Photographing Dunloup Falls in West Virginia

Photographed with Canon 6D and 16-35mm f/4 lens

The New River Gorge in southern West Virginia is filled with many excellent locations for photography, including several waterfalls. One of the more picturesque waterfalls in the area is Dunloup Falls. This small waterfall is only about 20 feet high, but makes up for a lack of height with plenty of natural beauty.

Dunloup Creek eventually flows into the New River, but near the ghost town of Thurmond, you can find Dunloup Falls right along side of the road. There are no signs or parking lots, but there is enough room to pull off along side of the road to photograph the falls.

You can catch a nice view of the falls from the bank along side of the road, looking down on the falls.

Photographing Dunloup Falls in West Virginia

View from above. Photographed with Canon 6D and 16-35mm f/4 lens

But to get the best view you will need to get down to creek level. It’s not very high or steep, but be careful on the rocks here. Once you get down you can walk out onto the rocks to get a nice view. Depending on the water level, you may need to get your feet wet or wear boots/waders in order to get the best views. For all of the photos on this page that were taken at creek level, I was standing in the water wearing boots.

Photographing Dunloup Falls in West Virginia

Photographed with Canon 6D and 16-35mm f/4 lens

One of the nice things about Dunloup Falls is that it typically has a pretty good flow of water throughout the year. During my October trip to West Virginia many of the waterfalls were dry or had very low flow, but Dunloup Falls had plenty of water. If you’re visiting during the summer or fall and water levels in the area are low, you can probably still find enough water here.

If you have boots or waders, of if you don’t mind getting your feet wet, you can cross the creek and photograph from some different vantage points near the far bank. Be careful, as the water level is deeper in some areas and the rocks are pretty slick.

Photographing Dunloup Falls in West Virginia

View from the opposite side. Photographed with Canon 6D and 16-35mm f/4 lens

Thurmond

The ghost town of Thurmond is just a short distance from Dunloup Falls. This was a railroad town, and the railroad next to the creek is still in use. A train came by while I was there and you can see the train in some of my photographs.

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Thurmond can also be an interesting place to photograph, with some old buildings and remnants of the town. Part of the town is on property owned by the National Park Service as part of the New River Gorge National River. I didn’t take any photographs in Thurmond, but if that is of interest to you, be sure to stop by after you are done at Dunloup Falls. The falls are also right at the edge of the land of the New River Gorge National River.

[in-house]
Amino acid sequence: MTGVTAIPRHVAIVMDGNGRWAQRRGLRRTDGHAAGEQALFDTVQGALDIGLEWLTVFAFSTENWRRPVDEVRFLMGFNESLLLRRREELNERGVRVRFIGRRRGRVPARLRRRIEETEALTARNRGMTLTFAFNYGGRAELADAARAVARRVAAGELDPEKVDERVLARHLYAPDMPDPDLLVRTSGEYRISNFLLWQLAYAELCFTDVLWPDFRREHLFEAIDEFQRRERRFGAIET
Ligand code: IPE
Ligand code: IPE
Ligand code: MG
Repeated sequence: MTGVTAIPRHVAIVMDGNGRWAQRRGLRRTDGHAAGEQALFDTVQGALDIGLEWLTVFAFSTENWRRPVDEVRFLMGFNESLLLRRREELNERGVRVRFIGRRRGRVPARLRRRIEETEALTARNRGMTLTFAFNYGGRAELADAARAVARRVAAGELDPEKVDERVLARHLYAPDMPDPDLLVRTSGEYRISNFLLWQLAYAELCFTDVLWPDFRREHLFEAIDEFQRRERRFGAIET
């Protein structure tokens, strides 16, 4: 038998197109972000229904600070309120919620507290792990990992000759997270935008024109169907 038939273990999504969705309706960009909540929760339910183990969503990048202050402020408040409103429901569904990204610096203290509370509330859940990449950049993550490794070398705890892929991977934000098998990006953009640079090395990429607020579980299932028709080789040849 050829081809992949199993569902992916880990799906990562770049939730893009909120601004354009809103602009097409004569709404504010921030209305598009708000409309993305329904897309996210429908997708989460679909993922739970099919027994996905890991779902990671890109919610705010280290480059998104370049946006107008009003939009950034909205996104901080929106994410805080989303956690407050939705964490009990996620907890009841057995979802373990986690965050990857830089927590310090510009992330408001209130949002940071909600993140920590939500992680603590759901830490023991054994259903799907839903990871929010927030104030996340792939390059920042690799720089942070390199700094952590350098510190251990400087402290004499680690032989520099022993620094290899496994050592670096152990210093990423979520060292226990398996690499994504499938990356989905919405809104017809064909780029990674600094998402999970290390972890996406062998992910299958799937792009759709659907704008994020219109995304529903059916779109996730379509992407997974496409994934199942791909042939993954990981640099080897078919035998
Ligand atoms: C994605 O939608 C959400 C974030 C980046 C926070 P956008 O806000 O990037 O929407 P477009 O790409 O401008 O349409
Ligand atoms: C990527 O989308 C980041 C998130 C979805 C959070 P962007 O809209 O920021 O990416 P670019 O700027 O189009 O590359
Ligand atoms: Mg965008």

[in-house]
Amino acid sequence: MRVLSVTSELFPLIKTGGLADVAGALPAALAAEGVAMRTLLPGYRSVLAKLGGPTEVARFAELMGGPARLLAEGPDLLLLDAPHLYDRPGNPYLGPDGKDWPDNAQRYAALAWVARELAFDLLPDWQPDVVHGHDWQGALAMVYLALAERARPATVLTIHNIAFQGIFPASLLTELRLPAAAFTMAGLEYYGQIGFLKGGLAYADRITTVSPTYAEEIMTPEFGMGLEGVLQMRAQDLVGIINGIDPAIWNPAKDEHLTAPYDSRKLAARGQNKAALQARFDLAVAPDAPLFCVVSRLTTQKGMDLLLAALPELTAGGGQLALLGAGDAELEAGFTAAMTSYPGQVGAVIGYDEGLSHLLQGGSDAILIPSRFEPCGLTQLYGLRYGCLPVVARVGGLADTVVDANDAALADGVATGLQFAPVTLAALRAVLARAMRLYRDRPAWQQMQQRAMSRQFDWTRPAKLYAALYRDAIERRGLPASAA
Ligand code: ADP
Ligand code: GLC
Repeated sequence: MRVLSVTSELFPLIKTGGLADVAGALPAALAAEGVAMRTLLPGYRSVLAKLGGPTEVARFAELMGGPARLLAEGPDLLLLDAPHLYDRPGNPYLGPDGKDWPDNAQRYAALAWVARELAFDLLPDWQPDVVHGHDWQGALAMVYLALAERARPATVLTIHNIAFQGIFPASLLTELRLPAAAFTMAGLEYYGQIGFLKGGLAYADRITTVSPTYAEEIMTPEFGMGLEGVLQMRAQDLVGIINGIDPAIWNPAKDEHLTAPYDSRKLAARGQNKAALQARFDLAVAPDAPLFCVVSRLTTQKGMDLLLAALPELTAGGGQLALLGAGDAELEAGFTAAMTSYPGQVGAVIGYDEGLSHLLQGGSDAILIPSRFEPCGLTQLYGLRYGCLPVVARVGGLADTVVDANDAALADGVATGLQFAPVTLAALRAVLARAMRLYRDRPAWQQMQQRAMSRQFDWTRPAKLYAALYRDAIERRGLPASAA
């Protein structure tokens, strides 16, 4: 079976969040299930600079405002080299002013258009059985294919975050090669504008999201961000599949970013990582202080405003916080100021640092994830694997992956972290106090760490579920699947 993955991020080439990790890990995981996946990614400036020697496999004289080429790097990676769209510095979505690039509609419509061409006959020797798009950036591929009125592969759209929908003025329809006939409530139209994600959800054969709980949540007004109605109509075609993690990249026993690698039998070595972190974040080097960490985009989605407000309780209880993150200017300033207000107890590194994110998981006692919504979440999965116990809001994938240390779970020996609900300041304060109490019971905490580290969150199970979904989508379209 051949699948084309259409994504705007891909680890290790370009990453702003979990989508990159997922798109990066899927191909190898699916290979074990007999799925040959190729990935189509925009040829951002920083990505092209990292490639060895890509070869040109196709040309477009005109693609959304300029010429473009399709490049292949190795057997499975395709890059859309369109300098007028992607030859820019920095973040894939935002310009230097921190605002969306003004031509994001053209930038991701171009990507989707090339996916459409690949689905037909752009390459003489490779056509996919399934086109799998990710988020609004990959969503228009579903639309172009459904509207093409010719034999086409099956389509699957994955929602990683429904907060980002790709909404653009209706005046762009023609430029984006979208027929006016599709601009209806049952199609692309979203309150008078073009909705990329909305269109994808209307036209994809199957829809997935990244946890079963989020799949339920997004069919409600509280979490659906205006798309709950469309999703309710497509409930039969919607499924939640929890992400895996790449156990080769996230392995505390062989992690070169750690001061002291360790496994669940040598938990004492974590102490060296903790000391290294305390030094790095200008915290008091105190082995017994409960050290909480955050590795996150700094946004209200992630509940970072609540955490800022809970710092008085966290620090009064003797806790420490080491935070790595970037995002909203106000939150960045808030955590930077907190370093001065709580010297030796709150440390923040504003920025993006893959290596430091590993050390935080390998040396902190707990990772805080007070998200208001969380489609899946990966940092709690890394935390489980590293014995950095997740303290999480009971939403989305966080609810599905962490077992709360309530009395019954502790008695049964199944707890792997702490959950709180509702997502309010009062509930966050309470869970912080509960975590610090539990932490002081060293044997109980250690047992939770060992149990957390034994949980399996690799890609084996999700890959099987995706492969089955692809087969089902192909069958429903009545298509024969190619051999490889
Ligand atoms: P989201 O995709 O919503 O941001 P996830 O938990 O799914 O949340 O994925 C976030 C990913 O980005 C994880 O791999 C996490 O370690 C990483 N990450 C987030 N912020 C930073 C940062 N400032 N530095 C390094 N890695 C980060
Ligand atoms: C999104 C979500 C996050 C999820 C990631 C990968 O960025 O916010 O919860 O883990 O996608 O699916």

When to Go

An ideal time to photograph Dunloup Falls would be a cloudy overcast day, like most other waterfalls. When I was there it was a sunny day and just about an hour before sunset I was able to get decent conditions for photographing the falls.

Photographing Dunloup Falls in West Virginia

Photographed with Canon 6D and 16-35mm f/4 lens

This can be a popular location, so you may need to wait for people to get out of your shot. There were several other people visiting when I was there, and avoiding people in my shots was a bit of a challenge at times. Mostly, I just had to wait a few minutes. If you’re able to visit at off-peak I times I would recommend it.

How to Get There

The approximate GPS coordinates are: 37.938299, -81.097805

The falls are located just off of Route 25 (Thurmond Road), which runs along the creek. There is no parking lot, but plenty of room to pull off to the side of the road.

Recommended Gear for Photographing Dunloup Falls

You will definitely want a tripod to stabilize your camera and get sharp photos. You’ll also want a polarizing filter to cut down on glare off the water and rocks. You can also experiment with the polarizer to see what effect you get by allowing some glow off the water. For some of my shots I wanted I liked the sun’s nice golden glow on the water. A neutral density filter would be optional, if you want to slow down the shutter speed. I used a polarizer with no ND filter for the falls. I did use a neutral density filter on the cascades upstream.

I’d also recommend waterproof boots or waders, unless the water is warm and you don’t mind getting your feet wet. The are a lot of possible compositions and angles that you can use if you can get out into the water a little bit. Of course, please be careful and stay out of the water above the waterfall.

As far as lenses go, I would recommend a wide angle lens. My Canon 16-35mm f/4 was the only lens I used at this location.

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